All of Dorktown’s documentaries try to find a narrative in the world of sports. Their Seattle Mariners series challenges viewers to find beauty and inspiration within what’s often the most looked-down-upon team in Major League Baseball (“enjoy the team for what it is, not for what it could be”). Captain Ahab‘, their series on Toronto Blue Jays pitcher Dave Stieb, covers a man who endured criminal under-appreciation and unthinkable heartbreak on a journey where he still achieved personal growth and success, almost as if Stieb had a supernatural teacher trying to impart on him the lessons of patience and endurance.
And then there’s The People You’re Paying to Be in Shorts, their feature length look at the 2011-2012 season of the NBA Charlotte Bobcats, in which one possible takeaway is that sometimes, all you can do is laugh. While pain is unavoidable in sports, the five-and-a-half month long span where the Bobcats only won 7 games while losing the remaining 59, goes beyond torture, beyond horror. It achieves a state where it becomes a black comedy, where the punchline is that the worst team in basketball history was run by arguably the greatest player in the sport’s history, Michael Jordan.
Dorktown’s strengths are on full display here yet again: surprisingly little footage of actual people on the court, a superb soundtrack, and a completely honest appreciation of the men in the titular shorts whose job(s) it is to go out and get their asses handed to them. Players who started out as immigrants and worked their way into the highest tier of the sport, veterans using their last opportunity to stay in for one final season, and the coaching staff who’re desperately trying to keep the wheels from falling off; The People You’re Paying pays respect to everyone involved, throughout the metaphorical (and in some cases, regrettably literal) carnage. Even the one person here who arguably should be viewed as the antagonist of the story, Michael Jordan himself, gets a fair amount of credit.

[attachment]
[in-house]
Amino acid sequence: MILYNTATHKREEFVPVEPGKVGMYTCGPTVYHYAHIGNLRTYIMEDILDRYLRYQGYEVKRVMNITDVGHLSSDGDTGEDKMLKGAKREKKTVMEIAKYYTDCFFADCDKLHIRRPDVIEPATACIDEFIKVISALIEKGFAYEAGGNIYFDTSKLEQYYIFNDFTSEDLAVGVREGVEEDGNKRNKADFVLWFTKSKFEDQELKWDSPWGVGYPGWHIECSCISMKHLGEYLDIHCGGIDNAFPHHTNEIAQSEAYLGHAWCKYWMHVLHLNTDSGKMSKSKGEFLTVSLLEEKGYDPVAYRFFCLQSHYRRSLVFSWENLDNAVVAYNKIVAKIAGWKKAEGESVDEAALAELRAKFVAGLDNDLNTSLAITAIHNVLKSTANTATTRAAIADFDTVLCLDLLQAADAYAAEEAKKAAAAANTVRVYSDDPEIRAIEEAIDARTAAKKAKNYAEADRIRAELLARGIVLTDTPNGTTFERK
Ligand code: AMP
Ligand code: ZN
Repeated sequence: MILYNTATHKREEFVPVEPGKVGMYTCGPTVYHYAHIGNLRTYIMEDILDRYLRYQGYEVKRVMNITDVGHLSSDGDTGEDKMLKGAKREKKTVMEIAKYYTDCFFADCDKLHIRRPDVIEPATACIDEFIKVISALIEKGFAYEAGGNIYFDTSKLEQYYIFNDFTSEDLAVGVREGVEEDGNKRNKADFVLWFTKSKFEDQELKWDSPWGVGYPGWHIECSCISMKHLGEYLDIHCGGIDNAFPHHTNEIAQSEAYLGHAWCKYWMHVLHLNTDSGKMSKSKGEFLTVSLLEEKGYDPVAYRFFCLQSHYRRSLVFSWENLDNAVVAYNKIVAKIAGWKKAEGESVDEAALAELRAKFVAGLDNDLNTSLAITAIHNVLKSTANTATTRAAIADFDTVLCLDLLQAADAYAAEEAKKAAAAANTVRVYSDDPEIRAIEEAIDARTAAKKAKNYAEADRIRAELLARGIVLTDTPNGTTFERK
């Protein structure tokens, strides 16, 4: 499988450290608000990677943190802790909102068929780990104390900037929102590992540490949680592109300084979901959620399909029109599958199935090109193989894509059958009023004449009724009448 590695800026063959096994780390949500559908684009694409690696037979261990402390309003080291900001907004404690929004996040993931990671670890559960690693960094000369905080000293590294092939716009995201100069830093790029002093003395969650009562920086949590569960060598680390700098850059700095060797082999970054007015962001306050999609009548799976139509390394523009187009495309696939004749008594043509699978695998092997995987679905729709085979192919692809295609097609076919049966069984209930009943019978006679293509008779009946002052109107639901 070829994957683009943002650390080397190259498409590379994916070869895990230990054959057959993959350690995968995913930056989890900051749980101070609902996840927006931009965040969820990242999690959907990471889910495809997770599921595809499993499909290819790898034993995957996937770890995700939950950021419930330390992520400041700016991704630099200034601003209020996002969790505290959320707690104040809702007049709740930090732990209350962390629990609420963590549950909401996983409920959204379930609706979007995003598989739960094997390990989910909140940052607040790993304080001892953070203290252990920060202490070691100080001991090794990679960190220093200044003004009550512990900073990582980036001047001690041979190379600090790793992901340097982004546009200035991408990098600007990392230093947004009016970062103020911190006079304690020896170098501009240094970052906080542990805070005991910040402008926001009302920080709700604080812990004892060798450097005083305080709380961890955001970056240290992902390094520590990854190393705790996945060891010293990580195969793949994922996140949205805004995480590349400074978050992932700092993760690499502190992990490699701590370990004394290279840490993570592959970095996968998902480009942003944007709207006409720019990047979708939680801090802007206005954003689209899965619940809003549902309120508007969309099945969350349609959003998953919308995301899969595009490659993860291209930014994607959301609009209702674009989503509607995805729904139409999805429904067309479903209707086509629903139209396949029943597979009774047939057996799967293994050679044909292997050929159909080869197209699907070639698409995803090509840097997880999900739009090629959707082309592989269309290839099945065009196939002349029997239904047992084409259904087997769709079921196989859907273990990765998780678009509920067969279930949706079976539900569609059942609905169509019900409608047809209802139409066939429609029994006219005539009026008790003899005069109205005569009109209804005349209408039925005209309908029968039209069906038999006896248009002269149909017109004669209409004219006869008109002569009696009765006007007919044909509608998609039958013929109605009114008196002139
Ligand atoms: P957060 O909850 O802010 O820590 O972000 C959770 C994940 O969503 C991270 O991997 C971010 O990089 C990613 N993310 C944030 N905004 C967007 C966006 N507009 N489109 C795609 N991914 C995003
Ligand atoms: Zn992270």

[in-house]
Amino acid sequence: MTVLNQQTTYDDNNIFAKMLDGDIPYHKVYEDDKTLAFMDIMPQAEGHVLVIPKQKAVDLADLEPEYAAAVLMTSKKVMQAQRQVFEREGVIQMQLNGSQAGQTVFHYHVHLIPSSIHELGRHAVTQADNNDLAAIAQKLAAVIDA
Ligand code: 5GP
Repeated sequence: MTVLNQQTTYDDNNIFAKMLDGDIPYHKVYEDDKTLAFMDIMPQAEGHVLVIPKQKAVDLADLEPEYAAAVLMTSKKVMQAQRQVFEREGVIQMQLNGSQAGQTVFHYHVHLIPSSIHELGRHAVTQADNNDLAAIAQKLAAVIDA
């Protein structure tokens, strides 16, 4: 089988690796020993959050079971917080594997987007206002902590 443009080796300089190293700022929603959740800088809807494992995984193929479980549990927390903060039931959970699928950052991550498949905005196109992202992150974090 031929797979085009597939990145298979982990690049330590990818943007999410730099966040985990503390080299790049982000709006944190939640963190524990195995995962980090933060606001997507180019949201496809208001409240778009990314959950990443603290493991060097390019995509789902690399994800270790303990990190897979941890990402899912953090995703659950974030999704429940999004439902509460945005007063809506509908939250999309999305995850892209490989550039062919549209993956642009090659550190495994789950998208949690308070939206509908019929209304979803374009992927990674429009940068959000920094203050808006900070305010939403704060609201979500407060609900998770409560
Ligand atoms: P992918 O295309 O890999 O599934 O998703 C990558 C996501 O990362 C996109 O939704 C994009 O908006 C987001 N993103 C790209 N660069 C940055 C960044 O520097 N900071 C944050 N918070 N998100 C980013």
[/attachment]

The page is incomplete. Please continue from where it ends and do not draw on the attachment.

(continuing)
Despite being someone who’s well documented to be incredibly petty and un-virtuous when he could’ve made a difference (such as refusing to call Nike out for its overseas labor practices when his silhouette was plastered onto the shoes they made), Michael Jordan is still recognized as a team owner who wants the Bobcats to bring joy to Charlotte rather than simply post a profit, even going so far as to have the organization invest in the local community through humanitarian causes. That said, his part in the Bobcats’ downfall is laid out clearly: he initiated a lockout over how much revenue should be split between players and franchises, he was responsible for a shortened season that made the Bobcats bounce all over the map and left them with no time off to fix their own problems, and that lockout demoralized players who grew up idolizing Jordan. The 2011-2012 season is a situation of Mike’s own making.
The pain of that season is illustrated by point differentials for each individual game, as the ‘Cats go on multiple losing streaks finishing deep in the red (or in this case, orange, given it’s their mascot’s color scheme). As the losses mount with the occasional victory to break up the monotony, the narrators do a fantastic job of detailing what’s happening off the court, from locker room drama to the personal lives of players and especially Jordan feeling the growing disappointment and animosity of a city he’s letting down.